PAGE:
3. Information. I need to get my fingerprints taken. The why isn’t germane important to the story. What is germane, however, is that I spent some of this week calling several of the places the State of Maryland say are approved on their website. Each of the three places I called were only too happy to inform me that they don’t do those pesky state-approved prints any more. It seems to me that if the state is going to mandate prints they might at least be able to tell you where to go to get them. Then again that presupposes that the state has any interest in actually facilitating this particular type of lawful commerce instead of making it enough of a pain in the ass that the average person might be tempted to give up.
1. Bossing. I don’t like being a supervisor – even when it’s only a temporary expedient. I didn’t like it when I was one and I don’t like it when I get to pretend to be one now. I like it even less when top cover is nowhere to be found. And while I don’t like it, don;t think for a minute that I’ll shy away from making decisions. They might not always (or even often) be the right one, but we won’t flail around blindly in the name of indecision. Mercifully nothing I touch is life or death so the consequences of straying outside some unknown left or right boundary marker are pretty minimal. I suppose they could always throw the job to someone – anyone – who might be more interested or more qualified, but that’s most likely wishful thinking on my part.
2. Email. If you send me an email there’s a better than average chance that it arrived. You don’t need to call me 15 seconds after hitting send to ask if I got it and then ask me to opine on the topic of your inquiry. The fact is, I wasn’t sitting at my desk staring blankly waiting for your email. I know some people are a bit ADD about checking their email as it arrives. I’m not. I’ll work in whatever issue you have after I’ve reached a suitable stopping point with whatever it is I was working on while your message was winging its way across the network. Even then, sadly, you may not be the most important thing in my inbox. Priority of effort goes (not necessarily in order) to the boss, the uber-boss, echelons higher than the uber-boss, and then, lastly, everyone else. It’s not personal, but I feel like tending to people who have some authority over my yearly performance appraisal first is a pretty good system. Believe me, I will get to your message, even if I don’t consider it as much of a crisis as you do.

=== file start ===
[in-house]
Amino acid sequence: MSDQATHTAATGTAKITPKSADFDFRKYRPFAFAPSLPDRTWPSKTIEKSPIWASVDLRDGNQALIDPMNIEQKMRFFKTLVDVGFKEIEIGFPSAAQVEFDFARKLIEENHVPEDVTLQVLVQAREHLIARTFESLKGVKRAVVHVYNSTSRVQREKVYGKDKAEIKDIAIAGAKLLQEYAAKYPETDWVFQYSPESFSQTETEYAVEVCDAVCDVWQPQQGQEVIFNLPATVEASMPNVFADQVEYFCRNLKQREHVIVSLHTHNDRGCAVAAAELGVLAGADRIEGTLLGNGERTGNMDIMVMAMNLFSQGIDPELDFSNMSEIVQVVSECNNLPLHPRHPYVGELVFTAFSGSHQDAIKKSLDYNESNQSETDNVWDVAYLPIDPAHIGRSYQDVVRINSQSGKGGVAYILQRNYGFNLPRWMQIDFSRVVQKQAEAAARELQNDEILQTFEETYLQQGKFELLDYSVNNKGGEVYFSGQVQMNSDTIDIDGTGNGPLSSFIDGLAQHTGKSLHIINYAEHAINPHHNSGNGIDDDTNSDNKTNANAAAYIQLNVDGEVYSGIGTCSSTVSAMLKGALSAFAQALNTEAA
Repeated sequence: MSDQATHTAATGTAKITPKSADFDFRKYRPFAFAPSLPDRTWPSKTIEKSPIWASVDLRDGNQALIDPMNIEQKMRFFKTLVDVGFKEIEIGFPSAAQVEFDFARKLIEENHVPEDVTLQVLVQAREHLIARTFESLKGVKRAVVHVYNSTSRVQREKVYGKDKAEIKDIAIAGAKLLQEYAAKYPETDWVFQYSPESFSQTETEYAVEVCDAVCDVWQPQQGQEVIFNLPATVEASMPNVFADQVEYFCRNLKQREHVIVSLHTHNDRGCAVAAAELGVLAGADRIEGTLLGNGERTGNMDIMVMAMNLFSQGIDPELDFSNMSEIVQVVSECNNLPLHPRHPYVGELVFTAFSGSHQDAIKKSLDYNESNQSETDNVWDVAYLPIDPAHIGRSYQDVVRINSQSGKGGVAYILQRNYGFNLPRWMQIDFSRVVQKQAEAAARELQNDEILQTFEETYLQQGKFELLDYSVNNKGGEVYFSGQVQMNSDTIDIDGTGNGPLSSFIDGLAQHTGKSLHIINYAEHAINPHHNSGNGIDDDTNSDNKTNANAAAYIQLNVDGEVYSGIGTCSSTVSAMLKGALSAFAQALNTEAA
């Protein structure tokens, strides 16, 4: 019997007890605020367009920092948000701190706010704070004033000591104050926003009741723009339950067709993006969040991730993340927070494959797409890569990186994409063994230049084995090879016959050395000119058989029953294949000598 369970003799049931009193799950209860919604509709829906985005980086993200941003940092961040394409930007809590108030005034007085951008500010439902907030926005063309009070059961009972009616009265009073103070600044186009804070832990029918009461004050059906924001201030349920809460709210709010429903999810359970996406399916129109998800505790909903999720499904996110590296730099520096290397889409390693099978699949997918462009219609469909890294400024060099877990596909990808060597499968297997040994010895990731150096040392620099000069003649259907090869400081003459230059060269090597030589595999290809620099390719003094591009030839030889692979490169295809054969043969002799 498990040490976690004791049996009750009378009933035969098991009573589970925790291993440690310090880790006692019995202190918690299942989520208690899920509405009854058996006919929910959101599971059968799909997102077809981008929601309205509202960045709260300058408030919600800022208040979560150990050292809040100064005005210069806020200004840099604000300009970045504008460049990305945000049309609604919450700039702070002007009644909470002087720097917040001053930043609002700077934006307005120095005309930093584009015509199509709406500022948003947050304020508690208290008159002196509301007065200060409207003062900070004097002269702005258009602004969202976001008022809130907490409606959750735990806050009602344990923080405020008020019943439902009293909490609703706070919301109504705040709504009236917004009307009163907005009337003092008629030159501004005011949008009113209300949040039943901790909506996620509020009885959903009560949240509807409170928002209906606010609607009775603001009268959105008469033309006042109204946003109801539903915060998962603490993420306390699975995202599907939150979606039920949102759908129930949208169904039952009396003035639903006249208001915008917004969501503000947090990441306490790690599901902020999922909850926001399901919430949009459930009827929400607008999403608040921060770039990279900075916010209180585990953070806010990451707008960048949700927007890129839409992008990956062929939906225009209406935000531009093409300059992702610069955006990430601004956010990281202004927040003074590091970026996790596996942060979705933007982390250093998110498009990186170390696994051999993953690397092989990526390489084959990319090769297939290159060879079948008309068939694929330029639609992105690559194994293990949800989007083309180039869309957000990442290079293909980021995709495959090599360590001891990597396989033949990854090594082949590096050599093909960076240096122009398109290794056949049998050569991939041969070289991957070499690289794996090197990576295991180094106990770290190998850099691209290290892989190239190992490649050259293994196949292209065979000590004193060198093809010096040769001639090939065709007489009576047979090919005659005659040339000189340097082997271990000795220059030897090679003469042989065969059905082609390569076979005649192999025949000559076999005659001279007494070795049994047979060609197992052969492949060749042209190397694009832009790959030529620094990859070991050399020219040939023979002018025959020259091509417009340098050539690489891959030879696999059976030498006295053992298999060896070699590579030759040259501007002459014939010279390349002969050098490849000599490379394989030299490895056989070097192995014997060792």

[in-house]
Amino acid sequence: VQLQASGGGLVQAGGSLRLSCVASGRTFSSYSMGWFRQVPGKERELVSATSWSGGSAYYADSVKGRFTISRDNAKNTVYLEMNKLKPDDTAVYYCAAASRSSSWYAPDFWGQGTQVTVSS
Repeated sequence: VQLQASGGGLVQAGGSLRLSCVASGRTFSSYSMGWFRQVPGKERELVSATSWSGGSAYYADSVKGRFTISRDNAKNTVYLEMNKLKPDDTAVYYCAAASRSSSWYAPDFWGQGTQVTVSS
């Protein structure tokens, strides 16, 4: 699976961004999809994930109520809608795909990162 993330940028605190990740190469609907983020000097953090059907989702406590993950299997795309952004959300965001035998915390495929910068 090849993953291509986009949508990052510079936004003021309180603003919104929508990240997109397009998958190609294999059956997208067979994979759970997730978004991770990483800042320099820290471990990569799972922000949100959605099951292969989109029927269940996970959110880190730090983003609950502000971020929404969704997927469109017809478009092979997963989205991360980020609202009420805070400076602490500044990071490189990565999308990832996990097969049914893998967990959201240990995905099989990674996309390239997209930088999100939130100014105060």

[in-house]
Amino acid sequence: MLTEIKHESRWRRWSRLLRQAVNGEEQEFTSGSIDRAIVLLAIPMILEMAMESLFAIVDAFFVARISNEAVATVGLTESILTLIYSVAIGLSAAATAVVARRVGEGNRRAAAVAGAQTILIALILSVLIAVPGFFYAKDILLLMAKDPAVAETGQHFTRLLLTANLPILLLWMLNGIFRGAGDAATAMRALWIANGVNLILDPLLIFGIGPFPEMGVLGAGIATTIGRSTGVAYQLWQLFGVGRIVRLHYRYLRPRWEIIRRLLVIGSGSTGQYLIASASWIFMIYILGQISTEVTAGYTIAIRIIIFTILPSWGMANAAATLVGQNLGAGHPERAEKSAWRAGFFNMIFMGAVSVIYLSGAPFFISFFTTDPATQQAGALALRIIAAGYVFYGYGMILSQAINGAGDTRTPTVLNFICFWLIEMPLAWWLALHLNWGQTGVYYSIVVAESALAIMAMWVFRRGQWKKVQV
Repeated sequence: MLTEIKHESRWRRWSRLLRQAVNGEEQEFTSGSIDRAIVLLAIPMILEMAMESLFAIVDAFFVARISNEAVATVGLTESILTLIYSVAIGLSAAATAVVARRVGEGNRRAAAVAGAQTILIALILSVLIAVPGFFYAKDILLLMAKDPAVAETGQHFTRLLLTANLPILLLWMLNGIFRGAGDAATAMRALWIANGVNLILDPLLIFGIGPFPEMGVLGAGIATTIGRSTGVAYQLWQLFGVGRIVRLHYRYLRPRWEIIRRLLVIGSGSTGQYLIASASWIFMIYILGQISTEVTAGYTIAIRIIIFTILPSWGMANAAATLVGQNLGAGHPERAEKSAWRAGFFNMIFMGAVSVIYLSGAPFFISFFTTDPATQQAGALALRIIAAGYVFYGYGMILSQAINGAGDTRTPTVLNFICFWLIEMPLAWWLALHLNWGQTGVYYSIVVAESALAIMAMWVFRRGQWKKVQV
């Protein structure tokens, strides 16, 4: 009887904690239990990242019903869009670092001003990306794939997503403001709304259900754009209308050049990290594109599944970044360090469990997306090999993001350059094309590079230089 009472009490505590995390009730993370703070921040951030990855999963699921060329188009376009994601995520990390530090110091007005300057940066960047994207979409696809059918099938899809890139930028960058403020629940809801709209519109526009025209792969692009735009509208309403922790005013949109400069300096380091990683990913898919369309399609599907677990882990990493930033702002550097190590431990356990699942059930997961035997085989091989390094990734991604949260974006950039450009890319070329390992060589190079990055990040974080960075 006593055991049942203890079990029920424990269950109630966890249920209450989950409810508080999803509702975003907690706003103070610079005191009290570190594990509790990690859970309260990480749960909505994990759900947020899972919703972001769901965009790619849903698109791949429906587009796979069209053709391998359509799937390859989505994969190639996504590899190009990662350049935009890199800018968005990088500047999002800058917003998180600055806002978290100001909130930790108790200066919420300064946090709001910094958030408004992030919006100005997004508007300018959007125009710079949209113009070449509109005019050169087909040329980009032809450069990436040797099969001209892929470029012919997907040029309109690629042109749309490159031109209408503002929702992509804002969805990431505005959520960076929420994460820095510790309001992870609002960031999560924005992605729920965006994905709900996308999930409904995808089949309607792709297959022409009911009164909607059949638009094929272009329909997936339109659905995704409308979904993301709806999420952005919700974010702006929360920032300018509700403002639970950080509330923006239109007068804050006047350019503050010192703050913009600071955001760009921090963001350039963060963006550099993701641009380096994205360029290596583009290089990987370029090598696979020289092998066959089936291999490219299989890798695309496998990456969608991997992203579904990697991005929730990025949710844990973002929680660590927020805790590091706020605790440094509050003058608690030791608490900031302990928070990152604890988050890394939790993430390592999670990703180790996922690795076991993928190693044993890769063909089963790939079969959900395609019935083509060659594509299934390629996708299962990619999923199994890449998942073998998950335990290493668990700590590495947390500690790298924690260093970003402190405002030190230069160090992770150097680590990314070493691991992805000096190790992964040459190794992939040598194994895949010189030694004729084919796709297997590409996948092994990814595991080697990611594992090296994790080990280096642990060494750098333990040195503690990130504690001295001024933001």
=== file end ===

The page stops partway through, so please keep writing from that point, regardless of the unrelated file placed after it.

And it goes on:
3. Millennials who bitch about the stock market. If you have 20, 30, or more years before you plan to retire, a down market is the very least of your worries. In fact, it’s kind of a gift. You’re getting the opportunity to by your shares at crazy deep discount price compared to what you would have paid a year ago. It must be hard to believe, but more shares bought cheap compounded out over the next 30 years is in all likelihood a thing of financial beauty. Sure, it looks like you’re taking a beating on paper right now, but you’re supposed to be playing the long game here. No one loses actual money until the cash out their chips and make the loss “real.” That’s not you, kids. Let your parents bitch about that down market because they’re the ones who are getting taken to the woodshed if they planned on retiring any time soon. For you, my millennial friends, this whole thing could shape up to be a once in a decade or once in a generation buying opportunity, so play your hands accordingly.
1. I don’t think I’m giving away any state secrets when I say that if you build a giant office complex at the end of a peninsula and then fill it with people, there are only going to be a limited number of ways people can get and their cars and drive away from that facility at the end of the day. When you close some of those already unlimited number of exits things get worse. When you additionally closed one of the few that is usually open just in time for peak traffic, well, you get thousands of people clogging every feeder road fighting to measure progress towards the gate in feet rather than inches. I get that shit happens, but when it does I feel like someone would have a plan to address it – like maybe opening up one of the long shuttered gates just for the day and just for outbound traffic. Being the considerer of worst case scenarios that I am, I’m abjectly horrified at the prospect of what a real honest to God emergency evacuation of this place would look like when just closing one single gate can leave traffic gridlocked for over an hour.